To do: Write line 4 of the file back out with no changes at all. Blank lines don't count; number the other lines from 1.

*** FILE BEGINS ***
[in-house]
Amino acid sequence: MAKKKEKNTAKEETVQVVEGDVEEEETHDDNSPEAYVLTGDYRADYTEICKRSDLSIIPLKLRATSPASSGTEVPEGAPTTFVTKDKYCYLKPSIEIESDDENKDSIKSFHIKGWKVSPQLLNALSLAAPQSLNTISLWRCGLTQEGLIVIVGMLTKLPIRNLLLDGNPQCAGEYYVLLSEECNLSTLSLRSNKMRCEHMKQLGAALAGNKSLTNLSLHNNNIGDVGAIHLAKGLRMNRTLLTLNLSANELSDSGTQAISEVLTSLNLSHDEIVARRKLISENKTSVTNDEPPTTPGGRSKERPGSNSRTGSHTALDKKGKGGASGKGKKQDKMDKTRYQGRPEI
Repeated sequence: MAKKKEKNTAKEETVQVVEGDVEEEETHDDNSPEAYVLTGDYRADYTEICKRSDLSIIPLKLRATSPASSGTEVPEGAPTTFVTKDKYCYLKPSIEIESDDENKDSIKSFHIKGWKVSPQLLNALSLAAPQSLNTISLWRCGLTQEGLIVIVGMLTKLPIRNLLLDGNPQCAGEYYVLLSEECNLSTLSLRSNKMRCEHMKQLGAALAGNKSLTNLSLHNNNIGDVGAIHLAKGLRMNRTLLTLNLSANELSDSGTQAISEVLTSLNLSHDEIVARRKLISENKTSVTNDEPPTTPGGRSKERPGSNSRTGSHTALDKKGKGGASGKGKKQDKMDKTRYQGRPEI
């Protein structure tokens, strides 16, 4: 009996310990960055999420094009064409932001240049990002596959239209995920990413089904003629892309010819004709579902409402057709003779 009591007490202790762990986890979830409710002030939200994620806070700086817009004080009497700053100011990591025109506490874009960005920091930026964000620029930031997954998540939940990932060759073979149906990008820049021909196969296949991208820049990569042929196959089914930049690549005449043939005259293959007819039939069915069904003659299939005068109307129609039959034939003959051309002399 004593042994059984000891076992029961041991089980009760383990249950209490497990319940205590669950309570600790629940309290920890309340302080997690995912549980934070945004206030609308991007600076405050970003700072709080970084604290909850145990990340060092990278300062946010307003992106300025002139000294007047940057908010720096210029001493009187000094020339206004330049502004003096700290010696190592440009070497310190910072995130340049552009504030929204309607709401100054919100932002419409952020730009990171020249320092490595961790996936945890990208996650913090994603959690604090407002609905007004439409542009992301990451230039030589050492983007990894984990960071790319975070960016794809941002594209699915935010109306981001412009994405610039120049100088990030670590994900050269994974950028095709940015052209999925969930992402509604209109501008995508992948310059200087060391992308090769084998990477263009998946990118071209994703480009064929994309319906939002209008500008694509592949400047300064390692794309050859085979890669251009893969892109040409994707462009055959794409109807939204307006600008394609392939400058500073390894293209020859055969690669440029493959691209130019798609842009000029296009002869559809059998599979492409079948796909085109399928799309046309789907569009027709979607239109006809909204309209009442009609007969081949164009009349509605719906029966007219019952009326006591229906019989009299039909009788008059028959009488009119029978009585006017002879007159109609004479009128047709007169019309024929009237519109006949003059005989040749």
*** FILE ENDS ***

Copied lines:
């Protein structure tokens, strides 16, 4: 009996310990960055999420094009064409932001240049990002596959239209995920990413089904003629892309010819004709579902409402057709003779 009591007490202790762990986890979830409710002030939200994620806070700086817009004080009497700053100011990591025109506490874009960005920091930026964000620029930031997954998540939940990932060759073979149906990008820049021909196969296949991208820049990569042929196959089914930049690549005449043939005259293959007819039939069915069904003659299939005068109307129609039959034939003959051309002399 004593042994059984000891076992029961041991089980009760383990249950209490497990319940205590669950309570600790629940309290920890309340302080997690995912549980934070945004206030609308991007600076405050970003700072709080970084604290909850145990990340060092990278300062946010307003992106300025002139000294007047940057908010720096210029001493009187000094020339206004330049502004003096700290010696190592440009070497310190910072995130340049552009504030929204309607709401100054919100932002419409952020730009990171020249320092490595961790996936945890990208996650913090994603959690604090407002609905007004439409542009992301990451230039030589050492983007990894984990960071790319975070960016794809941002594209699915935010109306981001412009994405610039120049100088990030670590994900050269994974950028095709940015052209999925969930992402509604209109501008995508992948310059200087060391992308090769084998990477263009998946990118071209994703480009064929994309319906939002209008500008694509592949400047300064390692794309050859085979890669251009893969892109040409994707462009055959794409109807939204307006600008394609392939400058500073390894293209020859055969690669440029493959691209130019798609842009000029296009002869559809059998599979492409079948796909085109399928799309046309789907569009027709979607239109006809909204309209009442009609007969081949164009009349509605719906029966007219019952009326006591229906019989009299039909009788008059028959009488009119029978009585006017002879007159109609004479009128047709007169019309024929009237519109006949003059005989040749």